Baseball America's John Manuel writes in the latest print edition about the state of baseball programs at America's Historically Black Colleges and Universities (HBCUs). One of those universities, Southern, produced the number two draft pick overall, Rickie Weeks, of the Brewers. Manuel, BA's editor-in-chief, makes the case for HBCUs to prioritize baseball programs just as they do basketball and football. (Of course all of this is secondary to academics.) But I believe there is also a case to be made that summer collegiate leagues like the Cape Cod Baseball League and my own West Coast League also need to prioritize recruiting at HBCUs.
If the lure of an NFL or NBA contract motivates players at any college, so does an MLB contract. And we all know that appearances on the Cape can increase the likelihood of an MLB contract. So does an elite summer league like the Cape have an extra responsibility to reach out to HBCUs in recruiting? I believe so.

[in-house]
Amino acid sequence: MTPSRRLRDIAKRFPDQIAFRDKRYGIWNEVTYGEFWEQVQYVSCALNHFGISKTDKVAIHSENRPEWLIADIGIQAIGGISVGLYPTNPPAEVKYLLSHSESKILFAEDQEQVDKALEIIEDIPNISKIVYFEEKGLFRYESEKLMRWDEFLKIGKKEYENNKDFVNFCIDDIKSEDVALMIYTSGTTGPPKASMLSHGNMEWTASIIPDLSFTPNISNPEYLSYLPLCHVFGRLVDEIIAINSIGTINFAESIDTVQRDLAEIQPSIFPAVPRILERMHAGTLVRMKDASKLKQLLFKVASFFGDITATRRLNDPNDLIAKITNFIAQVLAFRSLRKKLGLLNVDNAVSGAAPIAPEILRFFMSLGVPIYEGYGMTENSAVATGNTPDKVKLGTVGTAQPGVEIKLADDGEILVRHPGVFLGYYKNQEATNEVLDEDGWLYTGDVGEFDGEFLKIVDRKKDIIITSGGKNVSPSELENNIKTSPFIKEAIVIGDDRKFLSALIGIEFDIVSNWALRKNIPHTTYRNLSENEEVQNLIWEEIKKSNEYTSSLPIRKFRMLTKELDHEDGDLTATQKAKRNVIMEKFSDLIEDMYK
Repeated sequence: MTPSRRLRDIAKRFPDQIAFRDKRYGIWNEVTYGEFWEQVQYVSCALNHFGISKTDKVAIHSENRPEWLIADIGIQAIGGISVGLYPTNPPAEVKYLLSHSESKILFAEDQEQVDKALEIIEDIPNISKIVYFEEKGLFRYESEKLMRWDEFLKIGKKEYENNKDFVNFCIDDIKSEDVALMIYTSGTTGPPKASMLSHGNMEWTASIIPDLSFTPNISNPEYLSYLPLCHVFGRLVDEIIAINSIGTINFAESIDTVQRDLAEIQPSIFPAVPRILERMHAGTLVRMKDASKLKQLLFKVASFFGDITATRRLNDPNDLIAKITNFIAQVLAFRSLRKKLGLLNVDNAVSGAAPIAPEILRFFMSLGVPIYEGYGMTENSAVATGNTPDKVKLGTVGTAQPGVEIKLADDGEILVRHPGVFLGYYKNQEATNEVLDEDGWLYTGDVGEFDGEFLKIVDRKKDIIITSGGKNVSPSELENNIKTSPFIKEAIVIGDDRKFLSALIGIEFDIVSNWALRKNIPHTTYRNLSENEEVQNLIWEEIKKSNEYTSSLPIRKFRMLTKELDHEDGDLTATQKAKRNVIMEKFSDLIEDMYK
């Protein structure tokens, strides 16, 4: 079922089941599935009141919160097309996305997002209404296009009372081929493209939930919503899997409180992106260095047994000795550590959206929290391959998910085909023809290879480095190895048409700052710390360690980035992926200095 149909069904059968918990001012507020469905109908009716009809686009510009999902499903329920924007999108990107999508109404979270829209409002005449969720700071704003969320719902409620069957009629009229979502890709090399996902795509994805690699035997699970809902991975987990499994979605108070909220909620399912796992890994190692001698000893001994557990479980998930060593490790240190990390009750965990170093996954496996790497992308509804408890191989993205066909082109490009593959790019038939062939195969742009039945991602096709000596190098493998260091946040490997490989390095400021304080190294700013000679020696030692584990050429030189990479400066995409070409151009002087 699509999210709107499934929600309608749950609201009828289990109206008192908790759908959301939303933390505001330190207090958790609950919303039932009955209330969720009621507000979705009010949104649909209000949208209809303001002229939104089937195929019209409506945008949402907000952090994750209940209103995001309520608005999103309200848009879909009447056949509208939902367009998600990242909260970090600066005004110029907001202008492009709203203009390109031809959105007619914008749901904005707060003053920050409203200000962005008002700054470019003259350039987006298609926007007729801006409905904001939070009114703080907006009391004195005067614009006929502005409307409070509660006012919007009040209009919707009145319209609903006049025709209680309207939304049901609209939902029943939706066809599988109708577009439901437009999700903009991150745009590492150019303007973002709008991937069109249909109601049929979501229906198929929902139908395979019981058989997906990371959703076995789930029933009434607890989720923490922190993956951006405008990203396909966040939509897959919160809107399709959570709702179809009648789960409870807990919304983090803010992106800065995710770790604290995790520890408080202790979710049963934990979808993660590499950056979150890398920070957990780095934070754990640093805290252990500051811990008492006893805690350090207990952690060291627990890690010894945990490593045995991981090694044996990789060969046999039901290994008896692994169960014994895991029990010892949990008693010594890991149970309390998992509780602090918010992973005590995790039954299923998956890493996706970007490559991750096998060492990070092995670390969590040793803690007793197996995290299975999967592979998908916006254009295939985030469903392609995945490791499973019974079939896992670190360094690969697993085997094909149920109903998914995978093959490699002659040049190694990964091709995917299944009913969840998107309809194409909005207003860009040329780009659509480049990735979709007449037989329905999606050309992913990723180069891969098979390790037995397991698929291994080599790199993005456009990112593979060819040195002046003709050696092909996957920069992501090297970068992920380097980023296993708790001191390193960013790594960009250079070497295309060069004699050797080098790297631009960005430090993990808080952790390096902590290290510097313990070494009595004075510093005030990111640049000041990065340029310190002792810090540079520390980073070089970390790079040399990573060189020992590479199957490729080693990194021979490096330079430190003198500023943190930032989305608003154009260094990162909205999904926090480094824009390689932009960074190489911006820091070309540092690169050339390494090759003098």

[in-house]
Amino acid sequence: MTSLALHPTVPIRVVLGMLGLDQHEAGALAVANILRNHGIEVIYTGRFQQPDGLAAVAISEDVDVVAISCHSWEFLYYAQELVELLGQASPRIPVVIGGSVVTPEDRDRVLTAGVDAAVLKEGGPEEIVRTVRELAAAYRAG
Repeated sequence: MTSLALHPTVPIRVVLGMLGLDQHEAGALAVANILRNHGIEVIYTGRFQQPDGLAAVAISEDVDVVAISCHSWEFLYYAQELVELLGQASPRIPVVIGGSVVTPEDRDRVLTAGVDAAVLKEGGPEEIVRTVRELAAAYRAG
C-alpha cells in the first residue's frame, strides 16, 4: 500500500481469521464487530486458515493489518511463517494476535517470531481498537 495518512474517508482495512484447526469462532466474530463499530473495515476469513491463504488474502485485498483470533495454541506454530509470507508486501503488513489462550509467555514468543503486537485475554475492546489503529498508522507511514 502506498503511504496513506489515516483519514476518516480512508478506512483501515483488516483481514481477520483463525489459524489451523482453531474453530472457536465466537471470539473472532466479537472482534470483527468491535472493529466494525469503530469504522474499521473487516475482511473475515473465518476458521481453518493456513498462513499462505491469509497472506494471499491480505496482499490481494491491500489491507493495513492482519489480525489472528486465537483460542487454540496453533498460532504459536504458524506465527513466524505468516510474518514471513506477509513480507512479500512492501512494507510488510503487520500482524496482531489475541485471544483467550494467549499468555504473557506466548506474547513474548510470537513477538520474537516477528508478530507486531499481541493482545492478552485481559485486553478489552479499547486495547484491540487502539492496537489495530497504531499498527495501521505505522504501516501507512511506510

Over the years since we started CodBall I have written about the issue of diversity in the major leagues and the summer college leagues.
I don't find any record of players from HBCUs on Cape rosters -- this season or ever. There may very well be Cape Leaguers from HBCUs but I can't find any record so perhaps someone can set me straight.
Here's an idea. Why doesn't one of the Cape teams invite Xavier Macklin (pictured) to play the 2010 season? Manuel calls him out as a kid who hit .364 with 12 homers and 14 steals in 2009.
"He's got unbelieveable bat speed, but he's still so raw. He has a chance to be pretty good but he has a lot of developing to do," according to his coach.
Isn't that precisely the role for the Cape and other summer leagues?